Tale of how Night became Wiesel’s signature work

Our world lost a treasure with the passing of Elie Wiesel. Our Jewish organizations have lauded him in their various ways:
“(He) was a powerful storyteller who brought to life the experience of the Holocaust for millions of people all over the world,” began a statement from the Jewish Council for Public Affairs.
Ellen Hershkin, Hadassah’s national president, said, “We lost a great soul … Holocaust survivor, writer, humanitarian … We can honor his memory, his bravery and his love of humanity with our deeds.”
According to Union for Reform Judaism’s president, Rabbi Rick Jacobs, “Although his writing was inescapably rooted in his own horrific experiences, he never allowed that darkness to overcome him.”
Most of us, like the trio above, know of Wiesel first and best for his book Night, which made a classic of his own horrific history. But Wiesel was not a born writer. Formal obituaries mentioned his friendship with France’s great author Francois Mauriac, but did not stress its seminal importance: This was the man who broke Wiesel’s silence, the 10-year post-Holocaust sentence he’d imposed upon himself, and turned him into one. An Interview Unlike Any Other in A Jew Today, a lesser-known collection of Wiesel’s short writings, tells the important story.
After the Shoah, “So heavy was my anguish that I made a vow not to speak (until) long enough to unite the language of man with the silence of the dead,” he wrote. But in 1954, as Paris contributor to an Israeli newspaper, he was assigned to interview France’s Jewish Prime Minister Pierre Mendes-France, who rarely granted interviews. At an Israel embassy event, Wiesel spotted Mauriac, the much-honored author he knew Mendes-France admired, and had an idea: Score an interview with the former, and during it, ask him to put in a good word for an interview with the latter. The tactic worked, but it made Wiesel feel like an impostor, since he had no intention of asking the great novelist anything about his writing. And Wiesel was intimidated: Mauriac was old, rich and Catholic; he was young, poor and Jewish.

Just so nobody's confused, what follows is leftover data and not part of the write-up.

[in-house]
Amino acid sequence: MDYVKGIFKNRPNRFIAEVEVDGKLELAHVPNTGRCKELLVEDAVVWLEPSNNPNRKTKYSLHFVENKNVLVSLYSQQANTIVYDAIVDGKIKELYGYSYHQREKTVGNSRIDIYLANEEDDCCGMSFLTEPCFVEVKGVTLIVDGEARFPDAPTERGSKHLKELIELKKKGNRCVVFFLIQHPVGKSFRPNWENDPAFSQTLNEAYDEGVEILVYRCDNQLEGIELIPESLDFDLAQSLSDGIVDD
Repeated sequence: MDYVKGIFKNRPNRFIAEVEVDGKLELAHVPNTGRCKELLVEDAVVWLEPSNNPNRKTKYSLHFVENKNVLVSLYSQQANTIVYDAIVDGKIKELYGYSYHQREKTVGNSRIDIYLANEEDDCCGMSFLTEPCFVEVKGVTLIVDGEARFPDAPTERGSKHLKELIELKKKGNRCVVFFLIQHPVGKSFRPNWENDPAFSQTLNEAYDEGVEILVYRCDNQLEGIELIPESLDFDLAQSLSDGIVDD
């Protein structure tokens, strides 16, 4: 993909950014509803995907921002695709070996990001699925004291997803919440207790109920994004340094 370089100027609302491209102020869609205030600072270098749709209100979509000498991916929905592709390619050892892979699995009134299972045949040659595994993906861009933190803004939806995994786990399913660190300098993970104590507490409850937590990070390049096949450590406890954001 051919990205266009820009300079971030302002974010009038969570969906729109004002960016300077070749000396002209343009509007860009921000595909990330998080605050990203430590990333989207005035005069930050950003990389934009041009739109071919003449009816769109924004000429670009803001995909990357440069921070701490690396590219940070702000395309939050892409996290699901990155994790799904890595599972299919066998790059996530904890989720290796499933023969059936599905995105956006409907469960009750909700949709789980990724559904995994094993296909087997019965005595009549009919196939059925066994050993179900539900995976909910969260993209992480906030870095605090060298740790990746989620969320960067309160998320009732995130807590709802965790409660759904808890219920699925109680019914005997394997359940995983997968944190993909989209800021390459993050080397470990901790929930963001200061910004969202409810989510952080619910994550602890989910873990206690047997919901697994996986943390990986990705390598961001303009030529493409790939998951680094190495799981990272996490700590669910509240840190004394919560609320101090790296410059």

“I was there under false pretenses,” Wiesel says, “so I dared not look him in the eye. To put me at ease, he began speaking to me of his feelings toward Israel … and from that, to discuss the greatness and divinity of the Jew Jesus … an impassioned monologue on the son of man and the son of God, who, unable to save Israel, ended up saving mankind …” At that point, Wiesel stopped caring about ever interviewing the prime minister, and started to talk himself: “Sir, you speak of Christ,” he began. “In your religion, that is all you speak of. But I want you to know that I saw Jewish children, every one of whom suffered a thousand times more, 6 million times more, than Christ on the cross, and we don’t speak about them. Can you understand that, sir?”
Then Wiesel got up to leave, but Mauriac stopped him, and began to cry, and asked the young Jew to continue speaking.
“He questioned me, and I answered: ‘Yes, I lived through those events. Yes, I was present at the end of the world.’” Mauriac wanted to know why Wiesel hadn’t written about it; when he explained his vow, the great writer said, “I think you are wrong not to speak out. Listen to the old man I am: One must speak out…” It was one year later that Elie Wiesel sent Francois Mauriac the manuscript of Night. And the rest, as many say about many things, is — here — truly history.
Many have read Night, but too few have read about how it came to be, to know the start of so much that followed it. Mauriac had received the Nobel Peace Prize two years before this interview. His words first angered, then inspired Wiesel to speak out; he received the same honor himself, 32 years after it.

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